As a career .265/.355/.431 hitter and now 35 years old, Ben Zobrist doesn’t exactly fit the traditional profile of a sought after free agent. But looking like everyone else has never been a part of Zobrist’s game.
Previously viewed as a position for someone who couldn’t find a place in the field, Zobrist has taken to the super-utility role and given it a brand new value. In a changing MLB landscape where days off are expected, resting players is becoming increasingly important and versatility is valued like it never has been prior, Zobrist stands to have a crowded market that promises to get him paid.
Kansas City Royals
After arriving to the Kansas City Royals from the Oakland Athletics in a midseason trade, Zobrist proceeded to hit .284/.364/.453 for a team that needed every ounce of his production in the lineup. Well known for his ability to play multiple positions, Zobrist was entrenched as the starting second baseman for a club that desperately needed one.
The price—not the fit—is the biggest question here, but the veteran isn’t a guarantee to walk out that door. Alex Gordon, in search of a richer free agent contract than the Royals can pay, is likely to leave the only franchise he’s ever known. Despite paying a big price to acquire Johnny Cueto, it would be shocking to see him return. Pitchers Chris Young and Ryan Madson, two reclamation projects whose careers were resuscitated this season, are also likely to leave now that they’re no longer stocked at bargain bin prices. That leaves some potential wiggle room for Zobrist to stay on board, and at 35 having just won a World Series title and with a newborn daughter, perhaps money won’t be the only thing that talks to Zobrist.
Los Angeles Dodgers
Listen to Andrew Friedman talk about Zobrist for less than one minute, and you can easily tell the affinity he holds for a player capable of doing so much both on and off the field. Now calling the shots for a Los Angeles Dodgers team that needs exactly what Zobrist can provide, it would not surprise anyone to see the 35-year-old wind up in Dodger Blue.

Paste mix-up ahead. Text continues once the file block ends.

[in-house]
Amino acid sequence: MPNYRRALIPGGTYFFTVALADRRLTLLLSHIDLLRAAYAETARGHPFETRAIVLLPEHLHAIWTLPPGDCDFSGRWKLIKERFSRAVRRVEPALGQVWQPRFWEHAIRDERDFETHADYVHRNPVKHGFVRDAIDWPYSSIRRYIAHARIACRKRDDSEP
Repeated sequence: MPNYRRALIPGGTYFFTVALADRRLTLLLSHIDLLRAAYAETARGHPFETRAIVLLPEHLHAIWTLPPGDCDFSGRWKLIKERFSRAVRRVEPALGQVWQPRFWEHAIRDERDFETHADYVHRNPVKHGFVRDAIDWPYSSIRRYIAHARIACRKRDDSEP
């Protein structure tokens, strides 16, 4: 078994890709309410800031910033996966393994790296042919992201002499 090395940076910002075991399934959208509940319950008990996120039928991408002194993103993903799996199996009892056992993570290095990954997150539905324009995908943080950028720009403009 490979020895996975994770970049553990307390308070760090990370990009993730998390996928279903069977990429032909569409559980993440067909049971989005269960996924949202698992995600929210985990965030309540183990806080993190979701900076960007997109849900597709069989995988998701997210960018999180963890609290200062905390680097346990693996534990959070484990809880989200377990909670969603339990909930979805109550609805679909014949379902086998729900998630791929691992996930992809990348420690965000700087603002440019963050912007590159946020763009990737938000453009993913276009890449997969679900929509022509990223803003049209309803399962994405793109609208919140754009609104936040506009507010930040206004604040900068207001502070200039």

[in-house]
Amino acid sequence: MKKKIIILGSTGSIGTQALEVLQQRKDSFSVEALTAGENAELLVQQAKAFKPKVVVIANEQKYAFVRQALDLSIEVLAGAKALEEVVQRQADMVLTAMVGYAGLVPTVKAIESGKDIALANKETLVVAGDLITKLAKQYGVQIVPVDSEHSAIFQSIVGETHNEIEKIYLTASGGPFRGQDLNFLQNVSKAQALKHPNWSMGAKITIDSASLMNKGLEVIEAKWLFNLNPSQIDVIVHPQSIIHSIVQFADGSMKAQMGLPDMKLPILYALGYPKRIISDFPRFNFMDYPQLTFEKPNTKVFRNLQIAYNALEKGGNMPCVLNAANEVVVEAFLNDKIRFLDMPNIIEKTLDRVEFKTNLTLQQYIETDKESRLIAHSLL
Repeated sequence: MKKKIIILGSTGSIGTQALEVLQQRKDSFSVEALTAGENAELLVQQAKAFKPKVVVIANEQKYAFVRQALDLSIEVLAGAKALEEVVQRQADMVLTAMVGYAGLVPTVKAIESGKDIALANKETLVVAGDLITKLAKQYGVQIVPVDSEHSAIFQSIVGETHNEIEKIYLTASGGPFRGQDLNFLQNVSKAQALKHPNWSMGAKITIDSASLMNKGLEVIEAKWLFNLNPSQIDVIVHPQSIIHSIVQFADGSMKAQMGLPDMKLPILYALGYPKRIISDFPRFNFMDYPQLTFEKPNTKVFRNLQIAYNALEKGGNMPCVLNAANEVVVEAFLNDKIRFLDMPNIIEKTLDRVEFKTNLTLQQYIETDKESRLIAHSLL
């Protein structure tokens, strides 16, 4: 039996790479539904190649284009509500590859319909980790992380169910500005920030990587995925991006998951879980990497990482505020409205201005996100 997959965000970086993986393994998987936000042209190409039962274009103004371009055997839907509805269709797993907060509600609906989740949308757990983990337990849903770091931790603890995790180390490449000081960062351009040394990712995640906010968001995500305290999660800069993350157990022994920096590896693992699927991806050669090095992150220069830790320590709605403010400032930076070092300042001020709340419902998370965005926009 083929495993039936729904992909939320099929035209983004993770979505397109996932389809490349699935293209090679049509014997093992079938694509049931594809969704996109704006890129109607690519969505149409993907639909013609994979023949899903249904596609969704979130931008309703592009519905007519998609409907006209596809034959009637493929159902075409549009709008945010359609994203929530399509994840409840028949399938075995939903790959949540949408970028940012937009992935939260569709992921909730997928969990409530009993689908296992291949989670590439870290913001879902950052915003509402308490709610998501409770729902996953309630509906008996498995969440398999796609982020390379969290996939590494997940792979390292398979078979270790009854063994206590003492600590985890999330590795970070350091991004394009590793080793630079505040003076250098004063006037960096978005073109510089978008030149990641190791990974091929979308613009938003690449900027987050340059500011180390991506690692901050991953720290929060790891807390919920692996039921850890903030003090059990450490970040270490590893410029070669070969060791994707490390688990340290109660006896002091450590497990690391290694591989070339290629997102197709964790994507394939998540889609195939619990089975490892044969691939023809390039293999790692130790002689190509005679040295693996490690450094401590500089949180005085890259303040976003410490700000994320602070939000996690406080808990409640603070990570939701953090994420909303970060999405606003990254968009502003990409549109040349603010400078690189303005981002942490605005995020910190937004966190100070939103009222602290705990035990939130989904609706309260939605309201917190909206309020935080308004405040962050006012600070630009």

With Justin Turner coming off of microfracture surgery, an unsettled outfield and last season’s starting second baseman Howie Kendrick in search of a multi-year deal, Zobrist would help to fill a lot of holes for a team that is looking to improve both its defense on the field and leadership in the dugout.
New York Yankees
New York has two choices: Actually pursue a starting-caliber second baseman or continue to pretend that investing in Stephen Drew’s “potential” will actually pay off at some point. What sounds like the more palatable alternative for a team that expects to compete every season? Maybe the Yankees are content to gamble on beginning the Rob Refsnyder era at the position, but a sample size of just 43 major league at-bats during the 2015 season makes that move a total dice roll and holds the potential to backfire in a big way.
Although the club wants to get younger, a short-term, high-priced deal for Zobrist could make a lot of sense. Zobrist would provide a clear answer in the middle of the infield, and the Yankees wouldn’t be locked into a big-time commitment to an aging player. At 35, Zobrist is likely looking for the most lucrative deal he can find. If New York puts a two-year, $32 million contract on the table against a three-year, $39 million deal from another interested team, the veteran will have a very interesting decision to make.
St. Louis Cardinals
The super-utility role is how Zobrist earned his reputation and how he’ll get his money, and landing in St. Louis to play with a Cardinals team that likes to mix and match would be an incredibly appropriate pairing.
Although the team is taken care of at second and third with Kolten Wong and Matt Carpenter, Zobrist could have an everyday role if Jason Heyward departs in free agency. Capable of playing either corner outfield spot and anywhere on the infield except for catcher, Zobrist’s versatility has to appeal to a team that values flexibility, and his arrival would give Mike Matheny a new tool on the field as well as another leader in the dugout.
A second go-around with Joe Maddon almost makes too much sense not to happen considering the success the two enjoyed together, but Chicago is going to have to make a tough decision on Javier Baez’s future before we dream about any kind of reunion.
Baez remains an excitable young prospect with massive untapped potential, but he may be worth more to another team than he is to what the Cubs have constructed. As an extension of Maddon on the field regardless of what position he’s playing and holding a very good approach at the plate, Zobrist may be just what a team filled with kids needs in order to graduate to the next step.
Other Teams to Watch: Los Angeles Angels of Anaheim, New York Mets, Washington Nationals